Internationalizing curricula would require instructors and university systems to continuously explore new tools, services, and methodologies. Without full commitment, integration could fall short. For example, many OSU instructors generating large funds through grant work and research already manage demanding work-loads and may not choose to participate, and junior faculty may not be advised to develop international partnerships if it is not required for promotion and tenure. How many classes – student learning experiences – could this impact? Universities are complex entities, and there are many ways in which integration could impact other  programs and goals. Surviving the highly competitive environment of higher education could be problematic in ways too complicated to predict.

Also, this model is just one formula to share world knowledge. Universities must forge a variety of ways to gather and exchange global information. Ultimately, changing the learning experience will change the effectiveness of higher education. It will evolve as ongoing creative exploration that integrates resources and adaptive methodologies through cutting-edge technologies, and it will require judicious input and evaluation, as well as critical support from the governing bodies that ultimately control the building blocks. Technology is providing the tools, but they must be implemented to yield the greatest benefits. Higher education must effectively gather, exchange and cultivate information and the methods of education and research to maximize the synergies among  programs around the world. This will empower students to work and function in our ever-expanding world of knowledge, which is higher education’s new world frontier.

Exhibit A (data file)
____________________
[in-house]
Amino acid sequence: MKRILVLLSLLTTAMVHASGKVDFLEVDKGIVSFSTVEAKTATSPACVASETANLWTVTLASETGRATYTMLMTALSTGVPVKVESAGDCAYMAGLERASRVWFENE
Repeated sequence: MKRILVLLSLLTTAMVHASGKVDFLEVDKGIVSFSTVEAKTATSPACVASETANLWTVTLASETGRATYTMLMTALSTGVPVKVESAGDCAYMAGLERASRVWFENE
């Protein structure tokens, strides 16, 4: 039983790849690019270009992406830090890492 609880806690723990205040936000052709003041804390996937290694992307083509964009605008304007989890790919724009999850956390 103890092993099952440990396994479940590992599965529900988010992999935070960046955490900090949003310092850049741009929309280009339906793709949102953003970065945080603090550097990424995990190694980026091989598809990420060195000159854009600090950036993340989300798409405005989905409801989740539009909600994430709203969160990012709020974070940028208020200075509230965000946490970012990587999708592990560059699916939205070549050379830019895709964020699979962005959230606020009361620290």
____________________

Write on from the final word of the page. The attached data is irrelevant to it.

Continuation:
Acknowledgements

I gratefully acknowledge Dr. Dieter Wanner, Associate Provost in the Office of International Affairs, for his ongoing support. Grateful acknowledgement is also extended to the participating OSU instructors (listed in Appendix A).

References

Barber, M. (2007). Reassessing pedagogy in a fast forward age. International Journal of Learning, 13(9), 143-149.

Caruana, V. (2010). Internationalizing the curriculum: an annotated bibliography. Leeds Metropolitan University. Retrieved from http://www.leedsmet.ac.uk/

Caulfield, J. (2011). How to design and teach a hybrid course: achieving student-centered learning through blended classroom, online and experiential activities. Sterling, Va.: Stylus Publications.